We recently had a new user that is definitely not a spam account.

Unfortunately, he joined for the sole purpose of advertising his product on a number of questions (1, 2 and 3). Granted, the product is relevant to the questions.

What should be our shared policy towards this kind of content? Should we consider it spam? Should we accept moderate doses of it as they apparently do on SO? [if anyone has a better source for this, please edit it in]

Should we incorporate the information about his product in the previously existing answers? (the user could not leave comments after all)

EDIT: We just got a new user re-promoting the same product.

  • $\begingroup$ That user can write a blog on our blog site. $\endgroup$
    – Farhan Mod
    Mar 29, 2016 at 21:37
  • $\begingroup$ It has been an hard choice picking the answer to accept. In the end I've accepted fooot's answer because it is more general and does not focuses only on the case at hand. I encourage future readers to read both answers for completeness. $\endgroup$
    – Federico Mod
    Apr 4, 2016 at 8:21
  • $\begingroup$ good question. if i understand where you're pointing to, it might have been differently worded. I understand that you would primarily be concerned with a user's GENERAL behavior, as opposed to the examination of any one given post. But I might have misunderstood, so I approached the question from 3 angles. $\endgroup$
    – tony gil
    Jul 29, 2017 at 11:55

3 Answers 3


There was a similar post on meta which lead to new content in the FAQ of all sites, including ours. From the topic: What kind of behavior is expected of users? There appears to be a few important points:

  • Post good, relevant answers
  • Not all of your answers/questions should be self-promotion
  • Disclose your affiliation

Avoid overt self-promotion.

The community tends to vote down overt self-promotion and flag it as spam. Post good, relevant answers, and if some (but not all) happen to be about your product or website, that’s okay. However, you must disclose your affiliation in your answers.

If a large percentage of your posts include a mention of your product or website, you're probably here for the wrong reasons. Our advertising rates are quite reasonable; contact our ad sales team for details. We also offer free community promotion ads for open source projects and non-profit organizations.

There's also another section about How to not be a spammer, which goes into more detail on how to self-promote without giving the impression of spam. The advice seems to focus on writing high-quality answers. If you're going to use a post here for free self-promotion, the community expects at least a high-quality answer in return.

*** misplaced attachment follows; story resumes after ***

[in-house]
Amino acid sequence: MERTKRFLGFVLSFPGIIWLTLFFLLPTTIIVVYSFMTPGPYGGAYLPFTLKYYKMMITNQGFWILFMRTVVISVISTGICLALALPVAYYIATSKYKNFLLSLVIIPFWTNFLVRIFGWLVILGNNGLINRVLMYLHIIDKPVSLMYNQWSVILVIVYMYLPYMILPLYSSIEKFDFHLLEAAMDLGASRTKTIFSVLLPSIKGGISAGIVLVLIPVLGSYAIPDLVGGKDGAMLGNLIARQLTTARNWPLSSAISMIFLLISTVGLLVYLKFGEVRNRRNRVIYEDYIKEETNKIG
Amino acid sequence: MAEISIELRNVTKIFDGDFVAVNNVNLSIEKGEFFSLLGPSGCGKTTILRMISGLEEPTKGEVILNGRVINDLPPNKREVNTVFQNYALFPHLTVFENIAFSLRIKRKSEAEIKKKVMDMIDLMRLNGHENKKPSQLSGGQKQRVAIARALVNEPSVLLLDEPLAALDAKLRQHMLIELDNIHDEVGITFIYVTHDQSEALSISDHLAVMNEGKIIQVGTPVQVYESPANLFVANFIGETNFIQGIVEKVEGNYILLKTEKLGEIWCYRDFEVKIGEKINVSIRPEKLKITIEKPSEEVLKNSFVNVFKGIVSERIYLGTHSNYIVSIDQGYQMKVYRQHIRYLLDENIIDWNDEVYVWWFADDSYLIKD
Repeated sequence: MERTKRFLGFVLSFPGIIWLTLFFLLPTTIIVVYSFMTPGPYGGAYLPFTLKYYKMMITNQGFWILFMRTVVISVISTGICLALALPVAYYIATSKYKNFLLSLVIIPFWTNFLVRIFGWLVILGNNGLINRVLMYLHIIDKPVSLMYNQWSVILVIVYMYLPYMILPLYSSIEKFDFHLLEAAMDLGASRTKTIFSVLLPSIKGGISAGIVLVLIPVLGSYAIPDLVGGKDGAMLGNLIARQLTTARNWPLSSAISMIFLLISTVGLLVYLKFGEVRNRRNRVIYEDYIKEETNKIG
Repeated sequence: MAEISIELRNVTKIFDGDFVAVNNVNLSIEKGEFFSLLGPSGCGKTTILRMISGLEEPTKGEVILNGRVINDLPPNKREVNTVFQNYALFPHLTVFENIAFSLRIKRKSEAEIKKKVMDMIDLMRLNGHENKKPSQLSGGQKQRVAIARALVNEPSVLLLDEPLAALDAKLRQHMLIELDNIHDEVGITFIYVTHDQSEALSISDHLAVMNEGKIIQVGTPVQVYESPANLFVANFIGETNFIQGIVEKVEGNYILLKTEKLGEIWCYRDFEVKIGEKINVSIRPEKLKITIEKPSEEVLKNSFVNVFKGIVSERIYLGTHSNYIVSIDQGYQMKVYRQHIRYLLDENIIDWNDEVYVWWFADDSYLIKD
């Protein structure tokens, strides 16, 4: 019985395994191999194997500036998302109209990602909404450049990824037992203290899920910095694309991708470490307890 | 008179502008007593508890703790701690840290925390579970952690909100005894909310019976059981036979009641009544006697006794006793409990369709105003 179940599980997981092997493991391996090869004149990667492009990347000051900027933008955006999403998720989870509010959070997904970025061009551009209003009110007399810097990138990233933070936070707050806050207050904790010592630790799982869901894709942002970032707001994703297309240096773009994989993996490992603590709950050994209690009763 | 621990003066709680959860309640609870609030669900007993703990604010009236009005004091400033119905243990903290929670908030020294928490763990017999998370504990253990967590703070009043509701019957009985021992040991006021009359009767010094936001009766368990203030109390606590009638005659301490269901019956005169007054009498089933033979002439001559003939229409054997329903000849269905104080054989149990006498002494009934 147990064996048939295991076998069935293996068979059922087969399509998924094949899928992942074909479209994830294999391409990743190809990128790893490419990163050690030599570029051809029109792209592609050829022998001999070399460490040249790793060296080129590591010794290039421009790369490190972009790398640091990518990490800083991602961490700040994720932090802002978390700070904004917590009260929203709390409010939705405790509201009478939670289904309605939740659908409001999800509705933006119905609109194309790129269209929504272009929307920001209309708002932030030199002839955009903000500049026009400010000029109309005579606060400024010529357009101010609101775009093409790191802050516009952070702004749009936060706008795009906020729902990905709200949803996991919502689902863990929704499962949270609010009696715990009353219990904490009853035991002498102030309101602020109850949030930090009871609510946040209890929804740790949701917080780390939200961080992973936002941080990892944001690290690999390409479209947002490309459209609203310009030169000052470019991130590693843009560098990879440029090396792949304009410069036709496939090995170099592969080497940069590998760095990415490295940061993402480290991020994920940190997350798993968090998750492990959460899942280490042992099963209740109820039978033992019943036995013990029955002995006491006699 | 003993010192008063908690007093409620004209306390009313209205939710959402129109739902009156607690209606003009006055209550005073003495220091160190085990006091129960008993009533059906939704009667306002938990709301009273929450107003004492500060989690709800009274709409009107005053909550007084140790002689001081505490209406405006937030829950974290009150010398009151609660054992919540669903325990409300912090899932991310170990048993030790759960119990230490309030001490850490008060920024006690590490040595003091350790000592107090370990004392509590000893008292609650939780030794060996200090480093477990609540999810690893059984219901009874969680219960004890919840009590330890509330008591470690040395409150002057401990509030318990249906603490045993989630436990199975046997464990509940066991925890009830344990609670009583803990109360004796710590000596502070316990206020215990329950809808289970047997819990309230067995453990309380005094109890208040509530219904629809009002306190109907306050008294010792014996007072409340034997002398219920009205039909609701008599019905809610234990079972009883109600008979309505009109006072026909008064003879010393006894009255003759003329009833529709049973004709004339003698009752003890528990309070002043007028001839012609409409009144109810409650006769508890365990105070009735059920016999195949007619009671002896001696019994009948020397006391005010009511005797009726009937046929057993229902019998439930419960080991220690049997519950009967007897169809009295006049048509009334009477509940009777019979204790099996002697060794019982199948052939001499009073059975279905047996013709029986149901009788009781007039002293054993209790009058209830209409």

In the specific case mentioned in the question, while "good" and "relevant" are a bit subjective, the community seems to feel that the answers have not met that standard. Also, the poster seems to have failed the second requirement overall, and the third requirement in most of the answers.


fooot is correct on all counts, and this issue is generally covered by our user behavior policy, but I'll just add my take on the problems specific to this case since I was one of the people who deleted the original posts.

First, and this is a really big one, he/they are not disclosing their interest in the product. If the posts started with a disclaimer of "Full disclosure: this is a product I'm working on" then I think there would be less of an issue.

Second, the original user went and posted the advertisement to three different questions. That is effectively spamming. Imagine if someone developed a new JavaScript library, and then went and posted an answer on every JavaScript question which asked "how can I do x?" where x is a thing the new library can do.

The big reason it's spamming, and not just "helpful information" is that it looks like it's coming from the community, when in reality it hasn't been vetted by any community members. If someone from the community (who has contributed in other ways) had used their product, and wanted to recommend it, that would have been fine.

Third, we have a general policy that all of your posts can't be self-promotion. It's an indication that you haven't joined to actually contribute; you only want to see what you can get out of the community. It's a culture we want to strongly discourage.

Lastly, even on a site with no paid ads, we do have a way for people to truly advertise products which have been vetted by the community: Community Ads. If this user was in good standing with the community, it could be suggested there, and the community could decide whether it's a product that they want advertised all over the site. Supporting small businesses that do good things for aviation isn't out of the realm of possibilities for community ads. Although, at this point I would guess this user(s) has destroyed any good will the community would have had towards them and their products.



LONGER ANSWER: "Not as a rule." A priori classification as spam for all posts containing promotion of own products is not in the best interest of the community (applying Bentham's principle of utilitarianism to the issue: "does something promote more pleasure or more pain?"). More people would benefit than those who would lose something and, probably, the net sum of "pleasure" (as described by Bentham) would probably outshine total "pain".

LONG ANSWER: "Yes, maybe". Your question would have another answer if it was worded differently, like: "should someone who often posts his/her wares in answers, even if these are relevant, be considered a spammer?". In this case, one would have to attempt establishing intent. One would then have to examine the member's body of work to verify if there is sufficient indication that the person is using the community for promotion of his/her products.


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